College of
Human
Medicine

About MSU Biomedical Research in Grand Rapids

Michigan State University College of Human Medicine’s expansion to West Michigan was the result of a commitment to partnership and the synergistic outcomes that can only be realized through the combined investments of the university and the community.

Today, the confluence of the completion of the Grand Rapids Research Center, Michigan State University’s Global Impact Initiative, successful community and industry partnerships, and a new dean’s vision for the transformation of health, has set the stage for MSU Grand Rapids Research Center Phase II.

The Grand Rapids Research Center (GRRC) was established to advance MSU’s efforts in improving human health. The first phase of the innovation park was construction of a six-story, 162,800-square-foot facility that opened in the fall of 2017 and houses basic and translational science research teams recruited from around the nation and the world by MSU. The areas of emphasis align with the biggest challenges to the health of our state and our nation including Alzheimer’s disease, Parkinson’s disease, autism, women’s health and cancer. 

The Public Private Partnership (P3), which is a long-term ground lease to a private developer, is the mechanism that will enable the construction of a GRRC Phase II facility, which will foster innovation in health care ensuring that discoveries capable of improving human health are brought to patients and families more rapidly. 

Proposed tenants include private industry and health care teams focused on advanced diagnosis and treatment for cancer, neurodevelopmental and neurodegenerative disorders; development of medical devices that improve patient access, affordability and outcomes; as well as augmented intelligence and machine learning efforts. 

The facility will enable synergies between academic medicine, health care delivery systems and private industries that are passionate about transforming health. The facility will also provide space to accommodate the growth of the human health research teams that exist in the GRRC and on MSU’s East Lansing campus. 

Timeline

  • In February 2005, a group of “stakeholders” came together to explore the concept of a four-year medical school in West Michigan. Stakeholders included Michigan State University, Spectrum Health, Mercy Health (Saint Mary’s Health Care), Van Andel Institute, Grand Valley State University, Grand Action and The Right Place, Inc.
  • Based on the findings of a compelling economic impact study, the stakeholders formed work groups to formulate a comprehensive Proof of Concept that was endorsed by both MSU and the stakeholders.
  • Included in the Proof of Concept was the College of Human Medicine’s vision for research:

    • Establish a research portfolio in Grand Rapids by recruiting scientific teams that are aligned with community and partners;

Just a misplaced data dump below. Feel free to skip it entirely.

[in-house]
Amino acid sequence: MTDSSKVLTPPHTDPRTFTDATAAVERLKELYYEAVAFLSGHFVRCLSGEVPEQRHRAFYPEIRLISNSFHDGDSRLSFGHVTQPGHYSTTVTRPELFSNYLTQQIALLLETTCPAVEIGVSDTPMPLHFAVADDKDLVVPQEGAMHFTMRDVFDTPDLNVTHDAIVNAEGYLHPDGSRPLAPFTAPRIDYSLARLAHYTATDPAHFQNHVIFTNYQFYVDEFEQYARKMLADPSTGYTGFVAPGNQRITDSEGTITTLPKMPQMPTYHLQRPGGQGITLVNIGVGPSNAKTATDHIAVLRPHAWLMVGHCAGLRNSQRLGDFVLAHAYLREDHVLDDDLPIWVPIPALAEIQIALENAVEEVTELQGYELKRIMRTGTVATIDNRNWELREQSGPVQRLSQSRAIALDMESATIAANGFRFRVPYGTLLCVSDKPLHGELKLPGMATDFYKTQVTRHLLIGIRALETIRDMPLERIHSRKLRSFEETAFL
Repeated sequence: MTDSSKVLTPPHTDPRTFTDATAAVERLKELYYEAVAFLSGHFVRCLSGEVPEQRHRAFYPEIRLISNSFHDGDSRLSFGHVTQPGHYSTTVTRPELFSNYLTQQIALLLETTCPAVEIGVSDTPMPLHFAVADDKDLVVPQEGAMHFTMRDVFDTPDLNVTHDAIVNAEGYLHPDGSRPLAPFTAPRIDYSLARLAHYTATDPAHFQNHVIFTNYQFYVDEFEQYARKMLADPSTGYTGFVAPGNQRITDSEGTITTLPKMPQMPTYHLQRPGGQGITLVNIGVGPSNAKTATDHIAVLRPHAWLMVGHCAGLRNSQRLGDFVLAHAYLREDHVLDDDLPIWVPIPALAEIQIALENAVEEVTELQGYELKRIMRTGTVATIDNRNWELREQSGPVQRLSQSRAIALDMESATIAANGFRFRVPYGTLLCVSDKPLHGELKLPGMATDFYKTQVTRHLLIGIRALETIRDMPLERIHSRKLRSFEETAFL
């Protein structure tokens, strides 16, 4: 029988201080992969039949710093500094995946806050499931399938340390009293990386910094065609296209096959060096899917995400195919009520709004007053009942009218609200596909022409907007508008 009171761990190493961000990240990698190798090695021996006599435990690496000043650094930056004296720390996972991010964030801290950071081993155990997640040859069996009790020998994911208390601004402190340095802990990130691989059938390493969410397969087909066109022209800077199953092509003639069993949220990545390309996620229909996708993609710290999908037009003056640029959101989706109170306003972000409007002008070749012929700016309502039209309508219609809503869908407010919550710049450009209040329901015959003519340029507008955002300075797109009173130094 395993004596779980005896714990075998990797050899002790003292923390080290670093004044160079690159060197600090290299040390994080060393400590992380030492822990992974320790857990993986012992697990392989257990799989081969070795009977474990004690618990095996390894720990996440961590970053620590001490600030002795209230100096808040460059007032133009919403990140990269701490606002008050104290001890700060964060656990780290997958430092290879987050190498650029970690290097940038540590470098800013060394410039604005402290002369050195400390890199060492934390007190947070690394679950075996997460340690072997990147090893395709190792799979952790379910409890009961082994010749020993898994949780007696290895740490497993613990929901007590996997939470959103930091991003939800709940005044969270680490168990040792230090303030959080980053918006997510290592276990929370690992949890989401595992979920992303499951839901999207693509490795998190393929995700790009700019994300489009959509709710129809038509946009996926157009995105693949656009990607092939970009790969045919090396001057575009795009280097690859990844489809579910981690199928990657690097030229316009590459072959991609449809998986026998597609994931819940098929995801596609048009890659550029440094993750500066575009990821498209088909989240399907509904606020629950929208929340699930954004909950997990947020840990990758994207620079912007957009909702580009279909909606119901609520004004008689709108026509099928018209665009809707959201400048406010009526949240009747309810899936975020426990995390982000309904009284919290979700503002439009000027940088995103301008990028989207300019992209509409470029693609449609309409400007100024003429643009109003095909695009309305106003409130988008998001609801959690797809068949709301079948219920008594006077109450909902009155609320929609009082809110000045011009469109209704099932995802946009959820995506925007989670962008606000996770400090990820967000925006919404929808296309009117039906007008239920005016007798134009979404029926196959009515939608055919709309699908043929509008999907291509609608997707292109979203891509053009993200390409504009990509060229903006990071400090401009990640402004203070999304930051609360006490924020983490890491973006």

• Expand clinical and translational research;
    • Emphasize external NIH funding.
  • Beginning in 2006, MSU developed agreements with key partners to support research and medical education. As part of its long-range plan, MSU would lease wet lab space while it recruited a critical mass of scientists to warrant its own research space.
  • From 2008 – 2010, the medical’s school’s expansion doubled its class size, from 400 to 800 medical students, and established the headquarters for the college at the new, $90M, privately-funded Secchia Center. It also stimulated the rapid growth of biomedical research in Grand Rapids.
  • Initially, newly-recruited MSU research teams were housed at Van Andel Institute and Grand Valley State University. However, escalating growth at both institutions, coupled by the lack of available wet lab space in Grand Rapids, pressed MSU forward to build its own research facility to support future growth.
  • In 2012, MSU acquired the former Grand Rapids Press site and neighboring properties in downtown Grand Rapids. The prime location at the base of the Medical Mile - and near the Secchia Center - offered unprecedented opportunities for MSU to both create a new research facility and to also consider complementary projects with industry and health partners on the remainder of the site that could support MSU’s vision for reinventing health and the commercialization of science.
  • At its June 2013 meeting, the MSU Board of Trustees authorized the MSU administration to plan for the development of the newly acquired Grand Rapids property. The initial planning focused on addressing the immediate need for research space.
  • In its planning stage, the new Grand Rapids Research Center (GRRC) project was evaluated against both a traditional, university delivery model and a less traditional, Public Private Partnership (P3), delivery model. Ultimately, the university’s low-cost capital drove the decision toward a traditional build, a philanthropically supported and debt-financed model.
  • Construction of the GRRC began in 2015 and was completed in late 2017. The research facility was finished to initially house 33 research teams, 26 of which previously housed at VAI, with space for future growth of up to 44 principal investigators and their teams (approximately 250+ employees).
  • Continuing under the 2013 authorization to plan, MSU administration evaluated how to best accomplish GRRC Phase II. After considering many factors, including who will occupy GRRC Phase II and operational demands and cost of capital, it was determined that GRRC Phase II would best be developed by using a P3 delivery model.
  • Tentative timeline for GRRC Phase II is construction groundbreaking in fall 2019, with anticipated opening in fall 2021.